Beautiful forest

Three Poems by Stacey Balkun

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Winner : Terrain.org 10th Annual Contest in Poetry

In the Forest

we were storied, we were mud, rooted
into branch, Adam-less, pond scum, we were
not abandoned, not boys hunt, girls sew but river
otters and acorns, we were boar hunters run wild
with electric charge, riding crop, we were
riot, rushing past the dropped fruit
we could sing poorly but loud, tangled hair
and chalked lungs, we were baptized
above radioactive dirt, we were bicycle chains,
daisy chains, grass stains, more than crumbs
left for birds: mammalian, marsupial, we could swing
from high on the highest branch to crack the surface of the creek
we did not dream of escape until we did, each tree a girl
who couldn’t scream, our bones ringing like bells

 

 

The Water, the Truth, the Water

I go only as far as I dare                                                                   a full-grown possum-girl
through the familiar neighborhood                                 past the NO TRESPASSING signs
behind the pool                                                                               a stream runs through and
collapsed razor wire squares the chemical pond       it’s 2018 and backhoes have torn at
my shiver    my urge to wade in                                 the earth   scraped   the residue stuck
to my insides     I can’t rely on                                                                                        memory
or ask my dead                                                                              the satellite maps       refresh
a thousand miles away                                                                       tomorrow I’ll zoom close
to see the diving board sticking out                                                         pale tongue lapping
the deep end         we count the steps                           from swimming pool to waste pond
100 muddy paces between chlorine and acetone as               children    swam in both and
the stream                                                                                my body plunging to the bottom
branches where I hang by the strength of                                                   my storyteller tail
my husband’s human face                                                     tells me there isn’t always truth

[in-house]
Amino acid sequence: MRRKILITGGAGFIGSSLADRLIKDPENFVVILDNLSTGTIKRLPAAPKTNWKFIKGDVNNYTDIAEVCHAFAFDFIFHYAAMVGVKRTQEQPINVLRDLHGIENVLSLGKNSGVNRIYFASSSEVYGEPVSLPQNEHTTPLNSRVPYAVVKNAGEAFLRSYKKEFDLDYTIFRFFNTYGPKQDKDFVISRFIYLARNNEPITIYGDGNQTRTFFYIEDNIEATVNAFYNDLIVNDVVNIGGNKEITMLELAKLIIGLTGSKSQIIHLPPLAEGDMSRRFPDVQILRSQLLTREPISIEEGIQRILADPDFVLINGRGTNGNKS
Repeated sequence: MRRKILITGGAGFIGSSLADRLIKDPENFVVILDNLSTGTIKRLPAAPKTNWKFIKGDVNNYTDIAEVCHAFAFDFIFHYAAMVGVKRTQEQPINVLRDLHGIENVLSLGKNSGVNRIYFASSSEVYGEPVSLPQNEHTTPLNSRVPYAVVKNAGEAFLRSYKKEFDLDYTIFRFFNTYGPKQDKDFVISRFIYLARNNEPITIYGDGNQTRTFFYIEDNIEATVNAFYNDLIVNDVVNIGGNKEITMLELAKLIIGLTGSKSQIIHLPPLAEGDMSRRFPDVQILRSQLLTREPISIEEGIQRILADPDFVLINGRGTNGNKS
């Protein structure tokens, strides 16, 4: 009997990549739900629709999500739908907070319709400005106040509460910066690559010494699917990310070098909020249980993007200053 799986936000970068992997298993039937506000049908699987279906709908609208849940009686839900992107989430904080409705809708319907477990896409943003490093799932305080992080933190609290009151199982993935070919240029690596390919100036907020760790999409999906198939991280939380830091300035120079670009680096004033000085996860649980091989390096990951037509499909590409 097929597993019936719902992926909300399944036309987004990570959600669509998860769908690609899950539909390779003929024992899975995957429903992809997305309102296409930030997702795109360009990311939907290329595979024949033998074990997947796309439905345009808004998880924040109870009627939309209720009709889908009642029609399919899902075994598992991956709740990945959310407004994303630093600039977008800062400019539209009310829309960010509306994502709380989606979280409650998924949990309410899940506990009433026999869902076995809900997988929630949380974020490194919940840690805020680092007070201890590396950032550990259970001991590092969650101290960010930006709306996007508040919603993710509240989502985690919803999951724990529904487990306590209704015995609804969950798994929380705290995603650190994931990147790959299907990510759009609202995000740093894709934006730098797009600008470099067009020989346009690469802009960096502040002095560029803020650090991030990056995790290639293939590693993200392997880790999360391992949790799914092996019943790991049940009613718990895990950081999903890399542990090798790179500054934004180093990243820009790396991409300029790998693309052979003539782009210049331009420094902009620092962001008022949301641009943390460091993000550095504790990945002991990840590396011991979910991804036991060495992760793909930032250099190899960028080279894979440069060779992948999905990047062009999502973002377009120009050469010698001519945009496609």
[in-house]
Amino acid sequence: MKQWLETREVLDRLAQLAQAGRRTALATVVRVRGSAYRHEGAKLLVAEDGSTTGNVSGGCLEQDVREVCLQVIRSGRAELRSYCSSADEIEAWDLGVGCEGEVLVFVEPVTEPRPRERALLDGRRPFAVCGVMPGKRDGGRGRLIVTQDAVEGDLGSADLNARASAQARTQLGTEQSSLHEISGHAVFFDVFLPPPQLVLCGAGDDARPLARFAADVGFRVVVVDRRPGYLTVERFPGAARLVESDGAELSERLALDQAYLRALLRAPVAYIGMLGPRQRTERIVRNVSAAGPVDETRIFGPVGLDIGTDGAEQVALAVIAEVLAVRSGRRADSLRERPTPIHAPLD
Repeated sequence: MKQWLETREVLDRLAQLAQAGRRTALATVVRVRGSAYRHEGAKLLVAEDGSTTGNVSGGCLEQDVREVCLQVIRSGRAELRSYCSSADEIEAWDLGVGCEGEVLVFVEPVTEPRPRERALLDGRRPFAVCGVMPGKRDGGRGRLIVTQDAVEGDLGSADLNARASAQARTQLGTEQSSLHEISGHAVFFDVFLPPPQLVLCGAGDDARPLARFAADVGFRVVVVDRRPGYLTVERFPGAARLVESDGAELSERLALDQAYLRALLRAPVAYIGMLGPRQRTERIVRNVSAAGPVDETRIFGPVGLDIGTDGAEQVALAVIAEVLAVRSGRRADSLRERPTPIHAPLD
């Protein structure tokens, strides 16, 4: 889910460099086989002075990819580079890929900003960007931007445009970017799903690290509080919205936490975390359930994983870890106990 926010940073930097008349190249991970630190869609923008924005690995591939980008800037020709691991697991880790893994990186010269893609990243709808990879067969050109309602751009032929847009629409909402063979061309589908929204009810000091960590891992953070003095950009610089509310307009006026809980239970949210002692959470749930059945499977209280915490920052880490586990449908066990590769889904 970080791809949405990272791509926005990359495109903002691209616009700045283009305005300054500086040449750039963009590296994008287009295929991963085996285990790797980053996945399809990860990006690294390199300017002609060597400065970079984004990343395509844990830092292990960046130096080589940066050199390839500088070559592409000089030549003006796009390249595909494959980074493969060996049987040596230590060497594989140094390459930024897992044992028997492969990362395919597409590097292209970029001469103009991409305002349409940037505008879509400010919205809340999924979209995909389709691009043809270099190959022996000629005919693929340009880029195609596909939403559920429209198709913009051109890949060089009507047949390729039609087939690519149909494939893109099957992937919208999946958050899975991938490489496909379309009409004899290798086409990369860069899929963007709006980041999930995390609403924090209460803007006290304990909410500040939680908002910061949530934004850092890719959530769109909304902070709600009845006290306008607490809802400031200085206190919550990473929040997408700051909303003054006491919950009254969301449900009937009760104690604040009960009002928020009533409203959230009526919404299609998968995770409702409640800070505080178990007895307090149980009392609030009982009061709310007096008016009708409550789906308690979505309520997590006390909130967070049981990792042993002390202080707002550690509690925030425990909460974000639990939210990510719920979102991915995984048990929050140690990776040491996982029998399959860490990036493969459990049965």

On the map
                                                                   it seemed farther                                                he says
I want to know why                                                                                              I keep scouring
why he didn’t believe me                                                              but the water never recedes

 

Used by Union Carbide during the active phase of plant operation,
the chemical pond situated in the woods of Piscataway, New Jersey
is located less than 500 feet from Wynnewood Swim Club.

 

 

Grounded

Palo Duro Canyon, Texas

 
First, there was absence.

~

Service lost, screen dark,
no charge. We chose this

~

campground, hungry
for a night sky, thinking

~

a night away from home
would what?

~

In a small tent, we’d have

~

to touch. We unfurled each sleeping bag
and cracked two beers. Nothing

~

to unfold in the empty space between

~

cedars. We forgot the hammock.
I got a splinter under the nail
of my ring finger and couldn’t even

~

feel it. Summer solstice, I thought the sun
would never set and the night
would never come and you’d never leave

~

your camp chair beside the empty fire pit
even though a drought meant

~

flame prohibited  

~

I could barely keep my eyes open, crusted
with the dry air. We tried to make out

~

the constellations in the still-waning light
but could only see a dipper slung above us.

~

Though I always find north
I’ve never been one

~

to identify plants or sort planets
from stars and that night only a satellite
caught my eye

~

but it only seemed to glow

~

a reflection of what near it glints,
leaving you as lonely as the zip

~

of a tent door, as lonely as before.
I could almost touch it

~

if I tried. It only looks like it shines,
passing the cold moon
clefted against the canyon wall.

~

It can’t even make its own light.

 

 

 

Poetry judge Camille T. Dungy says…

Haunted landscapes and harassed bodies run and climb and camp and swim and sing through these poems. What’s been done to this land has been done to those who live here. Secrets and lies, miscalculations and grief: such are the fruits left for the poet to reap. Two of these poems are set in Piscataway, New Jersey, where, according to the poems, the legacy of industrial pollution can be found in the groundwater and soil. In lines that are riddled with visual gaps, drastic line endings, and striking syntax, the poet tells the stories of what might become of a body born in such a place. I am as interested in the formal and linguistic playfulness of these poems as I am in the deadly seriousness of their content. To be human, after all, is to seek beauty and joy, to reach for love and connection, even here, on this polluted and imperiled planet. Especially here, these poems insist.

 

Stacey BalkunStacey Balkun is the author of three chapbooks and co-editor of Fiolet & Wing: An Anthology of Domestic Fabulist Poetry. Winner of the 2019 New South Writing Contest in Poetry, her work has appeared in Best New Poets 2018Crab Orchard Review, and The Rumpus, among other anthologies and journals.

Header photo by Quick Shot, courtesy Shutterstock.

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